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5 Key Environmental Ballot Measures to Track at Your Election Watch Party Tonight
Today is election day in the U.S., which means that if you are a U.S. voter whose state doesn't have early voting, today is the day to head to the polls and make your voice heard.
A lot of the races in this year's midterm election have big consequences for the environment. The Sierra Club has even assembled a list of 10 "Fossil Fools" to boot from office because they consistently prioritize fossil fuel interests over the environment and public health.
But environmental voting isn't just about picking certain candidates over others. A number of states are also considering important ballot measures that give voters a direct say on environmental issues, from protecting endangered species to promoting renewable energy. Here are five to keep track of as you watch the results come in tonight.
1. Initiative 1631, Washington State
If Washington voters approve I-1631 today, they would make their state the first in the nation to impose a fee on carbon emissions, as EcoWatch has pointed out previously. The initiative would charge $15 per metric ton of carbon emissions beginning in 2020 and raise the fee by $2 every year until the state meets its 2035 emissions goals. The funds would be directed towards clean energy and transit, and cleaning up polluted communities.
The fossil fuel industry has outspent the "Yes" campaign two-to-one, but initiative has some very prominent supporters.
2. Proposition 112, Colorado
In an attempt to limit risks from fracking, Proposition 112 would ban oil and gas development within 2,500 feet of homes, buildings, water sources or other sensitive areas. If it succeeds, it could actually be a major blow to Colorado's growing shale industry, as CNN explained:
If approved, the ballot question would eliminate future drilling locations in a chunk of the surging Denver-Julesburg, or DJ, basin in Colorado, one of the nation's largest oil-producing states. Much of the Colorado land held by oil companies like Anadarko Petroleum (APC) and Noble Energy (NBL) would suddenly be off limits to new drilling.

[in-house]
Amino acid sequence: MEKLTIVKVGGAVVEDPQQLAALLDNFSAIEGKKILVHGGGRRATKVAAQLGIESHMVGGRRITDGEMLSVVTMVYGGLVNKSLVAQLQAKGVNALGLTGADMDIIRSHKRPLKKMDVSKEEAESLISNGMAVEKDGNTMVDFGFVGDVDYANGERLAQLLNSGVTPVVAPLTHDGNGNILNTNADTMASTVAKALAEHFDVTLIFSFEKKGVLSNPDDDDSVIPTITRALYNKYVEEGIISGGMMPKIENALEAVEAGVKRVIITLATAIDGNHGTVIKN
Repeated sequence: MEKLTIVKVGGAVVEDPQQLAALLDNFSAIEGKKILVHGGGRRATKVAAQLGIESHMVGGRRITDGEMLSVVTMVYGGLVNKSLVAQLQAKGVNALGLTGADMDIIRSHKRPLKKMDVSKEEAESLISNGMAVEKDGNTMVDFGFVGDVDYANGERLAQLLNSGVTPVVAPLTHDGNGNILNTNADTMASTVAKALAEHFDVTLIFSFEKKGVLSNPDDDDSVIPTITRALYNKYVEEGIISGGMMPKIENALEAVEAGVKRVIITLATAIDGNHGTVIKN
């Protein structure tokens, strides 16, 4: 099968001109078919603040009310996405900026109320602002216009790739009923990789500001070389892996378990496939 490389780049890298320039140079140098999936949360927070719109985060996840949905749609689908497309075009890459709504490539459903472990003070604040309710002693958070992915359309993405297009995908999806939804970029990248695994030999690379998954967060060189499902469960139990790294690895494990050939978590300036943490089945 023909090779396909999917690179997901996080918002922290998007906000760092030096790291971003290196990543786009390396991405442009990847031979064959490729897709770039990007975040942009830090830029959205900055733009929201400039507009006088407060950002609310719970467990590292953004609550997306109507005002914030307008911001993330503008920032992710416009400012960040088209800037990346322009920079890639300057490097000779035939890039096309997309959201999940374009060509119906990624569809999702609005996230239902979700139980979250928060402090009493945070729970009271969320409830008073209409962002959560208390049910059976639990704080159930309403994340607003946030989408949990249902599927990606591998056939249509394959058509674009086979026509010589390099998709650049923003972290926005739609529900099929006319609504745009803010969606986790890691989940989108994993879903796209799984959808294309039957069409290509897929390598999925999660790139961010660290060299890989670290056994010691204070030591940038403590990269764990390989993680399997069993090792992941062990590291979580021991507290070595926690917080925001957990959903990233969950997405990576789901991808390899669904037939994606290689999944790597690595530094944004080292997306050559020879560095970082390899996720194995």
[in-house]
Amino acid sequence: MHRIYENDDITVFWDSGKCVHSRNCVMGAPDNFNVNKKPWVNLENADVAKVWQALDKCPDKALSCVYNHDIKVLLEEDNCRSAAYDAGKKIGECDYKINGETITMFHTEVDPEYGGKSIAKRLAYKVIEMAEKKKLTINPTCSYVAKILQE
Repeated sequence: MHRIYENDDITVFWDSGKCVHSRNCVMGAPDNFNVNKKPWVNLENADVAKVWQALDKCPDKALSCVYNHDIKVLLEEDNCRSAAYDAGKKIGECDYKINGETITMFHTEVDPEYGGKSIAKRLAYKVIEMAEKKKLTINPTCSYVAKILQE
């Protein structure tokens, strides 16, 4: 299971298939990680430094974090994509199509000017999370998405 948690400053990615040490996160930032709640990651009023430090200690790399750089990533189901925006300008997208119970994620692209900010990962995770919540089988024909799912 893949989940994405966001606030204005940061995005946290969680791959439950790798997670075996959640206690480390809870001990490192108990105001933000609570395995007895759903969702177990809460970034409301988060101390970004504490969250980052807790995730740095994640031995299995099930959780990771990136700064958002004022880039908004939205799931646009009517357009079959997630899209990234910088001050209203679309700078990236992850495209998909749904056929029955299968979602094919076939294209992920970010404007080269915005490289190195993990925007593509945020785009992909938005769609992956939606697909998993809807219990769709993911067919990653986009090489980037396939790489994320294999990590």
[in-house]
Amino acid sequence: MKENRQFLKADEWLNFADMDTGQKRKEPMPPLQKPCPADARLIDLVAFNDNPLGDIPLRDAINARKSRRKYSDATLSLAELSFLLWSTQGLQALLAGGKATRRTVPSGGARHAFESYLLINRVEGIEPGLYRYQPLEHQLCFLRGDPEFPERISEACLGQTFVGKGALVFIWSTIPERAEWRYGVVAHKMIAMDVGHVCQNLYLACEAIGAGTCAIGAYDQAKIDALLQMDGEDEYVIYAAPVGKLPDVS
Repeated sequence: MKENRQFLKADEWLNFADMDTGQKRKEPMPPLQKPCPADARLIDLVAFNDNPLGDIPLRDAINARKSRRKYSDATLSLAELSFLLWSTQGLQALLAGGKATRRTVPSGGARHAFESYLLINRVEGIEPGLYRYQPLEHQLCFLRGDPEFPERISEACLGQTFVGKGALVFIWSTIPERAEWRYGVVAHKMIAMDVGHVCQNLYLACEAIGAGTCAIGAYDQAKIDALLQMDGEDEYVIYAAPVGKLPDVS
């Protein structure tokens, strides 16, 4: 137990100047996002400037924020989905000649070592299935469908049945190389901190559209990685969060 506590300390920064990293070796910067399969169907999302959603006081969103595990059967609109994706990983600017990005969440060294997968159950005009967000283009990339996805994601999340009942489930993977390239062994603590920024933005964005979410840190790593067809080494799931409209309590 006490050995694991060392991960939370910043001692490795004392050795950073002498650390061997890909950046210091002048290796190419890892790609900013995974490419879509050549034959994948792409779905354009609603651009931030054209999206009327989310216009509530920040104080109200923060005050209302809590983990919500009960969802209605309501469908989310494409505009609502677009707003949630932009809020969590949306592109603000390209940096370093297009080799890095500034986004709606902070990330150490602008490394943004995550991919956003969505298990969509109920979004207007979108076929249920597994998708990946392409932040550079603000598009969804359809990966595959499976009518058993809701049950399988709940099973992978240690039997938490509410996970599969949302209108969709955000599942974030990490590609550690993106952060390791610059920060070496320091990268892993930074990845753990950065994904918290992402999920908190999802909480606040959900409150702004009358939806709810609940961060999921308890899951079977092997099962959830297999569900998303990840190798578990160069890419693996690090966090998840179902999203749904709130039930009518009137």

Not surprisingly, the oil and gas industry is also spending hard to stop this measure, to the tune of more than $30 million. But supporters remain defiant.
3. Proposition 127, Arizona
Proposition 127 would require Arizona utilities to get 50 percent of their energy from renewable sources by 2030. Currently, as Ars Technica pointed out, the state plans to get 15 percent of its energy from renewable sources by 2025, so the proposition would majorly scale up the state's renewable energy commitment.
Both opponents and supporters of the measure have spent a lot to win the day, making it the most expensive ballot measure in Arizona history.
The Union of Concerned Scientists came out strongly in support of the measure, arguing that it would save utility customers money, improve public health by reducing air pollution, create jobs and reduce greenhouse gas emissions, among other benefits.
The Good Place's Ted Danson also lent his support.
4. Amendment 9, Florida
This odd combination occurred because Florida's Constitution Revision Commission, which meets every 20 years to suggest amendments to the state's constitution, has the right to bundle changes on the ballot. They argued that combining the two made sense because they were both environmental issues and because it would save space on the ballot, Vox explained.
But it might backfire. Several local newspapers expressed concerns about forcing voters to say yes or no to two different things at once in their endorsements. Others see it as a win-win.
"The issues together send a message of clean air, clean water," Constitution Revision Commission member Lisa Carlton, who wrote the pre-bundled vaping measure, told Grist. "I cannot think of anything more important than protecting our near shores in Florida."
5. Ballot Measure 1, Alaska
Ballot Measure 1 would impose new requirements and a new permitting process for any developments that would impact bodies of water that salmon and other fish call home. It's a response to the controversial Pebble Gold Mine, a project that was so threatening to the local watershed that even Trump's Environmental Protection Agency (EPA) put its efforts to approve it on hold.
Oil and gas interests, as well as 12 of Alaska's Native Regional Corporations, say that existing protections for salmon are sufficient and the measure would hurt the economy, Ars Technica reported. Wildlife groups like the Alaska Conservation Foundation are supporting it.
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